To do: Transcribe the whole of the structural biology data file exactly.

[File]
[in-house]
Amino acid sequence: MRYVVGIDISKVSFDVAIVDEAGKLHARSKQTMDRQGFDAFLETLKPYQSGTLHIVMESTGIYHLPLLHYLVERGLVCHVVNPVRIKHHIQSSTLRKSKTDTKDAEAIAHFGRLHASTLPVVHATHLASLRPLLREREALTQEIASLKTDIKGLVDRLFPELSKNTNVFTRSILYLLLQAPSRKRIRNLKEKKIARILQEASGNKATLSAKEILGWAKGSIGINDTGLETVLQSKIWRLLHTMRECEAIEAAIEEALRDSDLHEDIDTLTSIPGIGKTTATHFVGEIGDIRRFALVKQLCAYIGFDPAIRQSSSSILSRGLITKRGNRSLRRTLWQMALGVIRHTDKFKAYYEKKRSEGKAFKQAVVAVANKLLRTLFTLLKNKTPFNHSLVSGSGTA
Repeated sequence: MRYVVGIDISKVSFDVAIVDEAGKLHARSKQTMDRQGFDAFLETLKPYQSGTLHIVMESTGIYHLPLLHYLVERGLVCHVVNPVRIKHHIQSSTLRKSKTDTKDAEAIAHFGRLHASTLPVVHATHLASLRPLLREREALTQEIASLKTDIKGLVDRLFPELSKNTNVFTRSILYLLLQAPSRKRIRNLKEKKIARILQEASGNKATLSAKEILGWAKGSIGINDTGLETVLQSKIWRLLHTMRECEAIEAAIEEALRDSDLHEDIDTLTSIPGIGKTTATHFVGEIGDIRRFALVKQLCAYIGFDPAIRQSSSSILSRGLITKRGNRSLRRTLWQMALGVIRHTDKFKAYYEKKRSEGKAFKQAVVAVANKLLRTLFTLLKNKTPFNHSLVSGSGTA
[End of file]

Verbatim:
[in-house]
Amino acid sequence: MRYVVGIDISKVSFDVAIVDEAGKLHARSKQTMDRQGFDAFLETLKPYQSGTLHIVMESTGIYHLPLLHYLVERGLVCHVVNPVRIKHHIQSSTLRKSKTDTKDAEAIAHFGRLHASTLPVVHATHLASLRPLLREREALTQEIASLKTDIKGLVDRLFPELSKNTNVFTRSILYLLLQAPSRKRIRNLKEKKIARILQEASGNKATLSAKEILGWAKGSIGINDTGLETVLQSKIWRLLHTMRECEAIEAAIEEALRDSDLHEDIDTLTSIPGIGKTTATHFVGEIGDIRRFALVKQLCAYIGFDPAIRQSSSSILSRGLITKRGNRSLRRTLWQMALGVIRHTDKFKAYYEKKRSEGKAFKQAVVAVANKLLRTLFTLLKNKTPFNHSLVSGSGTA
Repeated sequence: MRYVVGIDISKVSFDVAIVDEAGKLHARSKQTMDRQGFDAFLETLKPYQSGTLHIVMESTGIYHLPLLHYLVERGLVCHVVNPVRIKHHIQSSTLRKSKTDTKDAEAIAHFGRLHASTLPVVHATHLASLRPLLREREALTQEIASLKTDIKGLVDRLFPELSKNTNVFTRSILYLLLQAPSRKRIRNLKEKKIARILQEASGNKATLSAKEILGWAKGSIGINDTGLETVLQSKIWRLLHTMRECEAIEAAIEEALRDSDLHEDIDTLTSIPGIGKTTATHFVGEIGDIRRFALVKQLCAYIGFDPAIRQSSSSILSRGLITKRGNRSLRRTLWQMALGVIRHTDKFKAYYEKKRSEGKAFKQAVVAVANKLLRTLFTLLKNKTPFNHSLVSGSGTA